Soulsby v. Soulsby, No. 5:2017cv00056 - Document 3 (W.D. Va. 2017)

Court Description: MEMORANDUM OPINION. Signed by District Judge Elizabeth K. Dillon on 6/12/2017. (jat)
Download PDF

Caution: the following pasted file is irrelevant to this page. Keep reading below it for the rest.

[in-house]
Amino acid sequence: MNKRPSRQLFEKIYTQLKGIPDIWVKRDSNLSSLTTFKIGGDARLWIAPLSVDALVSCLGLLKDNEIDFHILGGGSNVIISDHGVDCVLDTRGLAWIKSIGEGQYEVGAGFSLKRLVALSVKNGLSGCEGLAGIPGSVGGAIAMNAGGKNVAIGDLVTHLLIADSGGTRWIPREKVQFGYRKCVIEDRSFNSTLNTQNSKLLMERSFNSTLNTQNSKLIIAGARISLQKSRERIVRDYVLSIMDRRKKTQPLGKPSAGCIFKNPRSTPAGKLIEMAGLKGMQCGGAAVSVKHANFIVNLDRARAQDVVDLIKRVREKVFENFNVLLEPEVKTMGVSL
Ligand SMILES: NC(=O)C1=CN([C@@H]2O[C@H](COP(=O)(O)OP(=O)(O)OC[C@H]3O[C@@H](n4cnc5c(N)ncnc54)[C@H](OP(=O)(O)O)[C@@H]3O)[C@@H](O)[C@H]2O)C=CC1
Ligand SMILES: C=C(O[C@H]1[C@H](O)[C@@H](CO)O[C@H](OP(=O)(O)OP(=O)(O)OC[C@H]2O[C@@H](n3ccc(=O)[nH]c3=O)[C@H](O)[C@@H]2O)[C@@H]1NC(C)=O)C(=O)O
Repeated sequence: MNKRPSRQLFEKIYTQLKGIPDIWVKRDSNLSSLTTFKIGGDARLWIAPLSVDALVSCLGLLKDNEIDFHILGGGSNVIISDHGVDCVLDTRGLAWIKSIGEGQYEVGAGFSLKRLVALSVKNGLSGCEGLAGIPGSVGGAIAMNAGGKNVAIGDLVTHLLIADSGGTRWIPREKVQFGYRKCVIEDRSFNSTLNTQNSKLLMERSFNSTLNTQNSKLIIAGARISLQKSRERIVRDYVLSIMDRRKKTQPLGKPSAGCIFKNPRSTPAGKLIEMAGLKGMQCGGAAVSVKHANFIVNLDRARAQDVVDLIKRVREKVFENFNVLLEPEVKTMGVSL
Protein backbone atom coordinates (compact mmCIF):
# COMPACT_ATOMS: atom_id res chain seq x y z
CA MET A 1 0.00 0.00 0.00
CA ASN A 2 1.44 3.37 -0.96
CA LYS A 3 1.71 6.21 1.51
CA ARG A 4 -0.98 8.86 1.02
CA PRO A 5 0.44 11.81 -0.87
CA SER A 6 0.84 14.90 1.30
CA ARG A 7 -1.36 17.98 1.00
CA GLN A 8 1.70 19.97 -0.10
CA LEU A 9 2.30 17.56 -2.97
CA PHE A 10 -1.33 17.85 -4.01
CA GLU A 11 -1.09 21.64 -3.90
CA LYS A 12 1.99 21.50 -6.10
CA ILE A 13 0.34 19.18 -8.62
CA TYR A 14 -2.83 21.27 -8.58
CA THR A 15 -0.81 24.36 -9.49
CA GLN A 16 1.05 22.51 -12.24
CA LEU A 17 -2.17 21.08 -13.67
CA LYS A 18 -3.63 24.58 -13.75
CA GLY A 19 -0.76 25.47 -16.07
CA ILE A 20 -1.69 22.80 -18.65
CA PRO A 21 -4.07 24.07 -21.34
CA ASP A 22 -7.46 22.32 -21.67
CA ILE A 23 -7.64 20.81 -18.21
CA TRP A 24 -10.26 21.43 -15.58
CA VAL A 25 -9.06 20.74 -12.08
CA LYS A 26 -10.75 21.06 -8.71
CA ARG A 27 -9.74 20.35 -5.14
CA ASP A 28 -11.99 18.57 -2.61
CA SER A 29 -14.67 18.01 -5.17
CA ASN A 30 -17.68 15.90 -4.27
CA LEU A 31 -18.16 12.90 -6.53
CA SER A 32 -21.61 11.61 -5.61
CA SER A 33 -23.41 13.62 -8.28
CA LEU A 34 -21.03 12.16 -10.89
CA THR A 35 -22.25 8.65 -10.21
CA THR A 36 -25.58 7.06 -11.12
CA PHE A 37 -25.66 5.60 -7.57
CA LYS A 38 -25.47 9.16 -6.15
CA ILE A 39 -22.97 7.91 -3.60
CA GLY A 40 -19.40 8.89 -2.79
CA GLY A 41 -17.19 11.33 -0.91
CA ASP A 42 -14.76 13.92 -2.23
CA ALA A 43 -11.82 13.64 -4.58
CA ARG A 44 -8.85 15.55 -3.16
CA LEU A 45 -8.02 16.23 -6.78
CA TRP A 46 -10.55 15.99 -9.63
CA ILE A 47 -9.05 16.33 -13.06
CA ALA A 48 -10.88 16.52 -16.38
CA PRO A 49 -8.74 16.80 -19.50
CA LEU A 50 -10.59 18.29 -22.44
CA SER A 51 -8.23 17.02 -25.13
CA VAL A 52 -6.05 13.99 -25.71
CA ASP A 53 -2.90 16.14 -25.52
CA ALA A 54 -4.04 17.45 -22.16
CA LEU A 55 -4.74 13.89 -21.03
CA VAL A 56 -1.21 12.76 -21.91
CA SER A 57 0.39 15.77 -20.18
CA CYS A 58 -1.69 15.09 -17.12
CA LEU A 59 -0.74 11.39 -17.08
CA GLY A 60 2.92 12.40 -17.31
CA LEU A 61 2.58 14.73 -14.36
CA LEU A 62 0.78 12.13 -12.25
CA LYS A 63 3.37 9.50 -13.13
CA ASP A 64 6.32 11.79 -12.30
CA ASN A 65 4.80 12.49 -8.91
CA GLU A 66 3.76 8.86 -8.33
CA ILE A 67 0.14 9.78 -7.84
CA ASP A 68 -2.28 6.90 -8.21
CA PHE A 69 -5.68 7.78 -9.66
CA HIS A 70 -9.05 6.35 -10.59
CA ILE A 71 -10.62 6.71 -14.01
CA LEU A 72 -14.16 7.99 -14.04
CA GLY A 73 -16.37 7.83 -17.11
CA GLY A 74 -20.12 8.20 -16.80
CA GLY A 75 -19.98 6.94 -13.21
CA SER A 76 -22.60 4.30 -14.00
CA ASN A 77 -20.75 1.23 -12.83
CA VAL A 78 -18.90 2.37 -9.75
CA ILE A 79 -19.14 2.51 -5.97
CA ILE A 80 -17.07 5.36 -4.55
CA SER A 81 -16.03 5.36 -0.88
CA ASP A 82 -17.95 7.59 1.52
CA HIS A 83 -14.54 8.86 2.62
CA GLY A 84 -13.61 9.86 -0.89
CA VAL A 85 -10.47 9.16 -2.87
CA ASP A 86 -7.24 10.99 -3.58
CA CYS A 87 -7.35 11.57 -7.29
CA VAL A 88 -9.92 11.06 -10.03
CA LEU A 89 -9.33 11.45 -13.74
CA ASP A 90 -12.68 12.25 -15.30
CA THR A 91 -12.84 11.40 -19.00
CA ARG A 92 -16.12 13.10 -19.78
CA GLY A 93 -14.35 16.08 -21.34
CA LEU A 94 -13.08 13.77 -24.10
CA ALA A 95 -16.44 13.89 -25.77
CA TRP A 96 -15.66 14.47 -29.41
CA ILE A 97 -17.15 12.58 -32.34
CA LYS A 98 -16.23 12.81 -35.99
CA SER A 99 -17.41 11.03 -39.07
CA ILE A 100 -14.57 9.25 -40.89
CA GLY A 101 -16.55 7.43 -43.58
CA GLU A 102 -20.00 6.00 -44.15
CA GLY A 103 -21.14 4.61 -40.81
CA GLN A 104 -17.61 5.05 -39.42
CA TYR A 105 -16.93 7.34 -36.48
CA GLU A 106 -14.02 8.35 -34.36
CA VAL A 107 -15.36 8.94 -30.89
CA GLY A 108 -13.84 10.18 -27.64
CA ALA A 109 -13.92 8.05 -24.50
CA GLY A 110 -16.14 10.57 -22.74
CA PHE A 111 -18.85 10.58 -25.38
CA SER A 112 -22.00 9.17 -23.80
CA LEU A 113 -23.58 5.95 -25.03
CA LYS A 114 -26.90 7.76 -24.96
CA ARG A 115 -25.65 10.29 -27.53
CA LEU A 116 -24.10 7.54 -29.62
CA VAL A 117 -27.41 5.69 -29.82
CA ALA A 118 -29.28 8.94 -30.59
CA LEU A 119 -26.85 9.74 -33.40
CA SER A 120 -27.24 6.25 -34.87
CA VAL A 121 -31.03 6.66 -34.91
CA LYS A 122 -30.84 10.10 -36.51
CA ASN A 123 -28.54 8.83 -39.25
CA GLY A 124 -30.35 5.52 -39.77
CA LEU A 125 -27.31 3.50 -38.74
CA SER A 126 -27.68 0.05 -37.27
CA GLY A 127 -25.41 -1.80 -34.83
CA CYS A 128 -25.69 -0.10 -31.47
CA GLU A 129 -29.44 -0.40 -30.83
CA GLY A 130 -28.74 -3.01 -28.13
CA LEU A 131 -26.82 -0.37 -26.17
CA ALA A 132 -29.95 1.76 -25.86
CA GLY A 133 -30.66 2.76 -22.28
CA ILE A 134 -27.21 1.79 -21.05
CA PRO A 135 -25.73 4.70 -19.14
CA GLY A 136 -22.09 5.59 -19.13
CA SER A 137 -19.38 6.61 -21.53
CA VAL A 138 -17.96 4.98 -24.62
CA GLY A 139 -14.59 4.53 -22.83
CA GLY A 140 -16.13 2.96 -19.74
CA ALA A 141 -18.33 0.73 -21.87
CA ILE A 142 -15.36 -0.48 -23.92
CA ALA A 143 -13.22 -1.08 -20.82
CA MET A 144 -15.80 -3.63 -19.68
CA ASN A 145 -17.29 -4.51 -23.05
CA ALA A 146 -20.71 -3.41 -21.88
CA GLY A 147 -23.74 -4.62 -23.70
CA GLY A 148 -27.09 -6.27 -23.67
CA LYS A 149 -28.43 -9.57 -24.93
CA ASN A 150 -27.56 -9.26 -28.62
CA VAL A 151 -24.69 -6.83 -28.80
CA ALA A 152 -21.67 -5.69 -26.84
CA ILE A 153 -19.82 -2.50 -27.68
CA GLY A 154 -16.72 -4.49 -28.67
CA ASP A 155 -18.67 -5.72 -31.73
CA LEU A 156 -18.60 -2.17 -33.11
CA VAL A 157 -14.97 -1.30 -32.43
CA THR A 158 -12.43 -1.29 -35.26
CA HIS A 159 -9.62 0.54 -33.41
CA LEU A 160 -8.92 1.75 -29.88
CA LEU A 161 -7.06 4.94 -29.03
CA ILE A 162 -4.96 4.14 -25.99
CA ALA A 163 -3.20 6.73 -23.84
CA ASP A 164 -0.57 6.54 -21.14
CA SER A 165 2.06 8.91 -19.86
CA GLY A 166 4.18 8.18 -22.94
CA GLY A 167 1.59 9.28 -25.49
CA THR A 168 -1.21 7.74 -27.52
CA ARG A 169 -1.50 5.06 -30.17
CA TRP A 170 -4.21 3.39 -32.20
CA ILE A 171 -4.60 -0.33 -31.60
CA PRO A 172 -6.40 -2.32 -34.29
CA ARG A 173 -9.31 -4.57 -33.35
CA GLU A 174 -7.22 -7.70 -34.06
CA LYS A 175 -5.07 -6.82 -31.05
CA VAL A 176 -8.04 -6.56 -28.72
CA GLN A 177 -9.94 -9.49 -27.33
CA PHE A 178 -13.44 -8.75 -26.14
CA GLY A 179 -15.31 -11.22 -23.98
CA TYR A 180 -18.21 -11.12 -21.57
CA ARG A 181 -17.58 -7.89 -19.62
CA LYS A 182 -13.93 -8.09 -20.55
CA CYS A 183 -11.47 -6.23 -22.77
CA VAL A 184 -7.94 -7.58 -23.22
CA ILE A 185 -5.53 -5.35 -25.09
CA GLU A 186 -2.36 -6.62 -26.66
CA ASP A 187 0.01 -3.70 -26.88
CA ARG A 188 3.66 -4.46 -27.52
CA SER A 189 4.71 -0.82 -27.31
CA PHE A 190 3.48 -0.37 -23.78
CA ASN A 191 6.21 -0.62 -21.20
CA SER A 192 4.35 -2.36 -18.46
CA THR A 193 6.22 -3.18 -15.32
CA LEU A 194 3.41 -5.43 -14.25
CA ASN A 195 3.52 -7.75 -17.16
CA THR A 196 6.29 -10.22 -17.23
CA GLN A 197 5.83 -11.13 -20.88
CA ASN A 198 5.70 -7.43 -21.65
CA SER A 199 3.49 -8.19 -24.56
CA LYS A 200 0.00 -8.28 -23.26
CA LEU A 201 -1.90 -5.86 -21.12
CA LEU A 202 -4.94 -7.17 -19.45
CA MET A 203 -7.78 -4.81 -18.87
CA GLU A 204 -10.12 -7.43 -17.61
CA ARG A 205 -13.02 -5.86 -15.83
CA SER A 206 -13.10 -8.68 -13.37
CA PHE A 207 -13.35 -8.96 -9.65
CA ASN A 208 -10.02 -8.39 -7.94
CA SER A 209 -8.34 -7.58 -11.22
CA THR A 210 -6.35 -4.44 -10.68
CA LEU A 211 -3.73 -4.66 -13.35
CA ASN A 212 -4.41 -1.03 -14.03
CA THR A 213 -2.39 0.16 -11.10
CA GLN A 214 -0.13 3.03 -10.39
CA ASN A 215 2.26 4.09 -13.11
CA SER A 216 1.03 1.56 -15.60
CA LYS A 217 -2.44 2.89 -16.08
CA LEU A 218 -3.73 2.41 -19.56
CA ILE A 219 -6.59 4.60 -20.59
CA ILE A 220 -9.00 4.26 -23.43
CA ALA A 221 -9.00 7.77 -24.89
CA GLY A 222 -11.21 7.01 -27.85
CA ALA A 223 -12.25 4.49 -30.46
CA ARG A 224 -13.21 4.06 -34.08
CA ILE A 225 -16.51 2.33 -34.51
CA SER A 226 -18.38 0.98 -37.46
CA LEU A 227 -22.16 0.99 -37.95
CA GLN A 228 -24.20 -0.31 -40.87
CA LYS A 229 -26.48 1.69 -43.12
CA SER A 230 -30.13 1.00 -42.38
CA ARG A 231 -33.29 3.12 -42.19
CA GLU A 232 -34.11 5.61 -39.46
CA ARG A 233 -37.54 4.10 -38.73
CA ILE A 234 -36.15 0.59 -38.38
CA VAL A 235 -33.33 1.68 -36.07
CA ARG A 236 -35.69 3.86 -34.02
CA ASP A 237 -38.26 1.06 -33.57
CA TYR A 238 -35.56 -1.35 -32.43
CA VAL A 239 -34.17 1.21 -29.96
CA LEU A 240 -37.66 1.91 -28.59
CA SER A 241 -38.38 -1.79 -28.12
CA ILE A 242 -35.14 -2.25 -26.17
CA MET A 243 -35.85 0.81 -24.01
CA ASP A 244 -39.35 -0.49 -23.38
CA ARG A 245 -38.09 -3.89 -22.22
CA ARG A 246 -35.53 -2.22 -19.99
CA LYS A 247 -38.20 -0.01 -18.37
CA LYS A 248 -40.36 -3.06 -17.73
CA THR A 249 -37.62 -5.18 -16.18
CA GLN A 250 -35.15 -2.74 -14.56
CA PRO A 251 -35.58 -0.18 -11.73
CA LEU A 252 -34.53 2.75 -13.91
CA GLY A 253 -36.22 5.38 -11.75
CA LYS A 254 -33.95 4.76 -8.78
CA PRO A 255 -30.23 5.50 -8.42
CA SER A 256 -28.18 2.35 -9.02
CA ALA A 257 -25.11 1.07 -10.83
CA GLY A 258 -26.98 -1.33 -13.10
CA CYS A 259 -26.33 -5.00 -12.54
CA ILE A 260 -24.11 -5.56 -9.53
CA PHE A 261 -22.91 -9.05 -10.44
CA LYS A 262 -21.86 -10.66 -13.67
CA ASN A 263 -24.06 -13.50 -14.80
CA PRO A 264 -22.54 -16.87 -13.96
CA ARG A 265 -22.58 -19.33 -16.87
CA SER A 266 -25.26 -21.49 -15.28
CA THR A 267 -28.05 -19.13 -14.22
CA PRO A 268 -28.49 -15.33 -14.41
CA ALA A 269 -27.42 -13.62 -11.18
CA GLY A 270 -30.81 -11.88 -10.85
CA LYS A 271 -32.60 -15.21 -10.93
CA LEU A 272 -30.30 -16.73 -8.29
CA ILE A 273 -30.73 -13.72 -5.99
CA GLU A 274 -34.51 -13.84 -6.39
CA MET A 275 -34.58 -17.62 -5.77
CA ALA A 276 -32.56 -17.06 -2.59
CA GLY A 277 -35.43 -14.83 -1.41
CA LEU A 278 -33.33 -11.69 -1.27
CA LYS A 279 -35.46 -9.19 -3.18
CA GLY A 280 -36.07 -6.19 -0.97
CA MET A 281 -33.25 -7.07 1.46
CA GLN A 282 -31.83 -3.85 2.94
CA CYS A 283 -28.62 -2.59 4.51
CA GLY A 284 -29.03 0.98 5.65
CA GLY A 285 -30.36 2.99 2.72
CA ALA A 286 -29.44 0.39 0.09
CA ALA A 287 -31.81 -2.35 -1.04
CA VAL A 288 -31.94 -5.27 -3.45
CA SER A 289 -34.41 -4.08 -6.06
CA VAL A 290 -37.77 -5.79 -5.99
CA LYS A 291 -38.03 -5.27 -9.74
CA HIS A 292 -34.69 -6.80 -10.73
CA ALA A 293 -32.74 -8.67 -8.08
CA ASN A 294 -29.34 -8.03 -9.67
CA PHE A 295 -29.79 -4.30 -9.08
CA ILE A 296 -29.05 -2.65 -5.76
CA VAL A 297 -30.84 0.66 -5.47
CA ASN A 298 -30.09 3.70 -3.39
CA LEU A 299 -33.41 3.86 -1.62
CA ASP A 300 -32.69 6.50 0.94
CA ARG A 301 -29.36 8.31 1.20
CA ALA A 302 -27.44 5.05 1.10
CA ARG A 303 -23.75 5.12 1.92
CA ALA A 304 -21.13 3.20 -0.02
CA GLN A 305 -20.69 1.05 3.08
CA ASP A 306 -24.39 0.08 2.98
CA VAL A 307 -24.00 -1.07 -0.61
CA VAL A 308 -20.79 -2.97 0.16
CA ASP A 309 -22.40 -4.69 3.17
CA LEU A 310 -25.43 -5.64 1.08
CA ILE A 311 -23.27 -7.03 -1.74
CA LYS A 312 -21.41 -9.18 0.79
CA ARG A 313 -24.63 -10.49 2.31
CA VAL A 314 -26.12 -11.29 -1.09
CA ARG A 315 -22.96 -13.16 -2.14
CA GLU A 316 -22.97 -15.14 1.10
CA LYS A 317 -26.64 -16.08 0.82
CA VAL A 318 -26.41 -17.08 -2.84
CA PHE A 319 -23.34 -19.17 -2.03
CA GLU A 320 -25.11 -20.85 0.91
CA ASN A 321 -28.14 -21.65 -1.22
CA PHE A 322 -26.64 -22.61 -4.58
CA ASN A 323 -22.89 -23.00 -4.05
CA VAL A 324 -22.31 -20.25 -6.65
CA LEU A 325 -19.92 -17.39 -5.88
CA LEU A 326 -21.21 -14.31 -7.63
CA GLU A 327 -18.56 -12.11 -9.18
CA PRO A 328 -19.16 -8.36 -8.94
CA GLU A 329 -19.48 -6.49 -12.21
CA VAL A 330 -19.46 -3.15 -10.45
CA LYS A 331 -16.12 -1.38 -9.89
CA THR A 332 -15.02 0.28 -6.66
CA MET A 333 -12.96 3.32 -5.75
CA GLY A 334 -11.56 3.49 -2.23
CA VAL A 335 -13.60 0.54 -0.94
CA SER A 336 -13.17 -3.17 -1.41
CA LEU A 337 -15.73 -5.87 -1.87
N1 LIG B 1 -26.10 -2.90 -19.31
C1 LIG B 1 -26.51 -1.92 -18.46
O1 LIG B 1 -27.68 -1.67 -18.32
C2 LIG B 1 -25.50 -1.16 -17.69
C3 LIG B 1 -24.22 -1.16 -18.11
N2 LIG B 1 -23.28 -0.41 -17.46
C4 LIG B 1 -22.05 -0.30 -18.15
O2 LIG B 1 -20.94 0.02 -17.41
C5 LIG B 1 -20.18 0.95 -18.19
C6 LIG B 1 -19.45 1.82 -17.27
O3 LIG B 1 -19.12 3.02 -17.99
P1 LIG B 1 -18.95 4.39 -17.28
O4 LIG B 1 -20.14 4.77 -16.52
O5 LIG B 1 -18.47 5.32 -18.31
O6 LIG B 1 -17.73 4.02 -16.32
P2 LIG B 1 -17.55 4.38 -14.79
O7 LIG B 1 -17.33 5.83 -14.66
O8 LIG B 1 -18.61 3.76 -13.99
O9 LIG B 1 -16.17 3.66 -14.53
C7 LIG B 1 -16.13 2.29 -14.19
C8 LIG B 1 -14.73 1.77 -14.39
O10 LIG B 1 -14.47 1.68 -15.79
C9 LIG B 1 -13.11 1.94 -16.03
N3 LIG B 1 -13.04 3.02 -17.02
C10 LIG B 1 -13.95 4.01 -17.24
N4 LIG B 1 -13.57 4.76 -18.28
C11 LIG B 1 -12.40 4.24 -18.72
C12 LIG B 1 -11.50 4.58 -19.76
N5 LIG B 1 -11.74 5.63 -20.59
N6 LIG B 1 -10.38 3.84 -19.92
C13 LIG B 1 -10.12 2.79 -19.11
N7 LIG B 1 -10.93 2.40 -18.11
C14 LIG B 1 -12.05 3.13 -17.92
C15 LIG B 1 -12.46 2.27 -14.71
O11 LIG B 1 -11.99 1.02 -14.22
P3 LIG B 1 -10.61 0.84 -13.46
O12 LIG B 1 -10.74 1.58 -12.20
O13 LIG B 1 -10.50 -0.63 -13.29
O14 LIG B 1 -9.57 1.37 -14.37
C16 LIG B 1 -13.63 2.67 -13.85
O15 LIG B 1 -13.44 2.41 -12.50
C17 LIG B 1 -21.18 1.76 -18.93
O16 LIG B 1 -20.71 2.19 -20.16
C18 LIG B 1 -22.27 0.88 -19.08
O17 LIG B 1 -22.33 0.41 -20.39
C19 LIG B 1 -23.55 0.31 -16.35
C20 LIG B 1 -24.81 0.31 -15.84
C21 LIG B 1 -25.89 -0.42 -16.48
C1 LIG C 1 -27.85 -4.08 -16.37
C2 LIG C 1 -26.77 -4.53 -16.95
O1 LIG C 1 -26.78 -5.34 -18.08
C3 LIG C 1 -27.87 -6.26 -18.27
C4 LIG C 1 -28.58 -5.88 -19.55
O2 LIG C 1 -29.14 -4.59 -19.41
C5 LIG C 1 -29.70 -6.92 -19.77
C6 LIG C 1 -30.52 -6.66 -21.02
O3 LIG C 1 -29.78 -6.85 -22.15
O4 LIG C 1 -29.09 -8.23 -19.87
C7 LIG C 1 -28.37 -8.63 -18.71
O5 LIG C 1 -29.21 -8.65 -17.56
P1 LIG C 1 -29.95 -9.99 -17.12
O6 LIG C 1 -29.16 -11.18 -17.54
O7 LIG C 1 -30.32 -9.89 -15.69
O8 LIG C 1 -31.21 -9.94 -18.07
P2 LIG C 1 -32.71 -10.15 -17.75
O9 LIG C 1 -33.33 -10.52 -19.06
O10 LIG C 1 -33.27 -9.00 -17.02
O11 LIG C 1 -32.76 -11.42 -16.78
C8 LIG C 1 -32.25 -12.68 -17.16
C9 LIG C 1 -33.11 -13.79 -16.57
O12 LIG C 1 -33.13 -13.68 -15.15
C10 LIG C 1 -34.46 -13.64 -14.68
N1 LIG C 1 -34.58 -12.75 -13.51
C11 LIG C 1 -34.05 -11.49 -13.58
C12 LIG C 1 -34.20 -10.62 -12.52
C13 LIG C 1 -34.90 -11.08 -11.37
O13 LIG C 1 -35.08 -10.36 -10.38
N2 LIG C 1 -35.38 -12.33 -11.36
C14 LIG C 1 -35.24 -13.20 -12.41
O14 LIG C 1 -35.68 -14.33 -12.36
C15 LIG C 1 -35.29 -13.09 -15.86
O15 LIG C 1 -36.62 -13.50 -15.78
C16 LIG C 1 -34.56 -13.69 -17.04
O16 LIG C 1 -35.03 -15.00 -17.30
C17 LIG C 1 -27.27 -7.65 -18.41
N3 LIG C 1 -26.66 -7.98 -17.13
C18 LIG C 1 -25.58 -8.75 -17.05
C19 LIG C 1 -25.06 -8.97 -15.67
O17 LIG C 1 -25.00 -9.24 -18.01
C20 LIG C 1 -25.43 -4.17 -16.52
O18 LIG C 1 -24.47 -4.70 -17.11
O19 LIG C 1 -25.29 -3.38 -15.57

Soulsby v. Soulsby Doc. 3 IN THE UNITED STATES DISTRICT COURT FOR THE WESTERN DISTRICT OF VIRGINIA HARRISONBURG DIVISION RODNEY SOULSBY, II, ) ) ) ) ) ) ) ) ) Plaintiff, v. ASHLYN D. SOULSBY, Defendant. Civil Action No. 5:17-cv-0056 By: Elizabeth K. Dillon United States District Judge MEMORANDUM OPINION Plaintiff Rodney Soulsby, II, proceeding pro se, seeks leave to proceed in forma pauperis (Dkt. No. 1).1 The court concludes that Soulsby is financially eligible to proceed in forma pauperis, but will nonetheless dismiss his complaint in its entirety for lack of subject-matter jurisdiction. “Federal courts are not courts of general jurisdiction; they have only the power that is authorized by Article III of the Constitution and the statutes enacted by Congress pursuant thereto.” Brickwood Contractors., Inc. v. Datanet Eng’g, Inc., 369 F.3d 385, 390 (4th Cir. 2004) (quoting Bender v. Williamsport Area Sch. Dist., 475 U.S. 534, 541 (1986)). Hence, “questions of subject-matter jurisdiction may be raised at any point during the proceedings and may (or, more precisely, must) be raised sua sponte by the court.” Id. 1 Plaintiff Soulsby filed another lawsuit in this court approximately one day before this one, in which he asserts claims against this same defendant (Ashlyn D. Soulsby) and a state court judge. Soulsby v. Ludwig, No. 5:17-cv-00054 (W.D. Va.). There, he alleges that the judge improperly granted him adoption of his (now ex-wife’s) son, in a proceeding in which Soulsby did not participate and in which he claims his signature seeking adoption was forged. Soulsby’s motion to proceed in forma pauperis was granted in that case and summonses have been issued for the two defendants. Generally speaking, a federal court has subject-matter jurisdiction over a civil action only if it raises a question of federal law, 28 U.S.C. § 1331, or it is between citizens of different states and the amount in controversy exceeds $75,000, id. § 1332. The plaintiff bears the burden of proving that subject-matter jurisdiction exists. Evans v. B.F. Perkins Co., 166 F.3d 642, 646 (4th Cir. 1999). If he cannot do so, then the court must dismiss his complaint. Arbaugh v. Y & H Corp., 546 U.S. 500, 514 (2006). Soulsby’s complaint invokes this court’s diversity jurisdiction and states that he is a citizen of Florida and the defendant is a citizen of Virginia. (Compl. 1–3, Dkt. No. 2.) This court’s diversity jurisdiction generally allows the exercise of jurisdiction if the parties are citizens of different states and the amount in controversy is more than $75,000. Cent. W. Va. Energy Co. v. Mt. State Carbon, LLC, 636 F.3d 101, 103 (4th Cir. 2011). Typically, “the ‘sum claimed by the plaintiff controls’ the amount in controversy determination.” JTH Tax, Inc. v. Frashier, 624 F.3d 635, 638 (4th Cir. 2010) (quoting St. Paul Mercury Indem. Co. v. Red Cab Co., 303 U.S. 283, 288 (1938)). Based on the amounts sought in the complaint, it does not appear that the amount in controversy exceeds $75,000. The only evidence as to an amount in controversy is that Soulsby is currently court-ordered to pay approximately $1800 per month in child support and has been required to do so since January 2016, or a period of approximately 18 months. Even if he is claiming all of those funds are not owed by him, the total amount at issue as of the filing of his complaint is $32,400. So, jurisdiction appears to be lacking. Even if the required ongoing monthly payments could somehow satisfy the amount-in-controversy requirement, though, Soulsby’s complaint asks this court to 2 modify his child support obligation and a child custody arrangement set forth in a state court decree. (Compl. 4 (requesting, in his prayer for relief, that the court “modify child support based on the current income of both parties” and modification of “child visitation”). It is well established that a federal court’s “diversity jurisdiction does not include the power to grant divorces, determine alimony or support obligations, or determine child custody rights.” Wasserman v. Wasserman, 671 F.2d 832 (4th Cir. 1982). This is what is known as “the domestic relations exception.” Id. The relief sought by Soulsby falls squarely within this prohibition on federal court jurisdiction; therefore, the court does not have jurisdiction to consider his claims. Wasserman and other cases have recognized that the mere fact that a cause of action is asserted against an ex-spouse or involves familial disputes does not cause a case to fall within the domestic relations exception. 671 F.2d at 834–35; Raftery v. Scott, 756 F.2d 335, 338 (4th Cir. 1985) (holding that district court properly exercised diversity jurisdiction of ex-husband’s claim of intentional infliction of emotional distress against former wife, who he alleges sought to destroy his relationship with his son).2 But where, as here, a party is “seek[ing] a declaration of present or future rights as to custody or visitation,” a federal court should decline to exercise jurisdiction. Wasserman, 671 F.2d at 835. Accordingly, the court concludes that, even if Soulsby’s ongoing payments could satisfy the amount-in-controversy requirement for diversity jurisdiction, the court must nonetheless decline jurisdiction over Soulsby’s complaint. 2 The Supreme Court of Virginia later noted that it disagreed with the analysis and result on the substantive claim in Raftery, and it held that Virginia does not allow a claim of alienation of affection in the guise of a claim of intentional infliction of emotional distress. McDermott v. Reynolds, 530 S.E.2d 902, 904 (Va. 2000). The McDermott court would have had no reason to address the jurisdictional analysis in Raftery and did not do so. 3 CONCLUSION For the foregoing reasons, the court will dismiss Soulsby’s complaint for lack of subject-matter jurisdiction. An appropriate order will follow. Entered: June 12, 2017. /s/ Elizabeth K. Dillon Elizabeth K. Dillon United States District Judge 4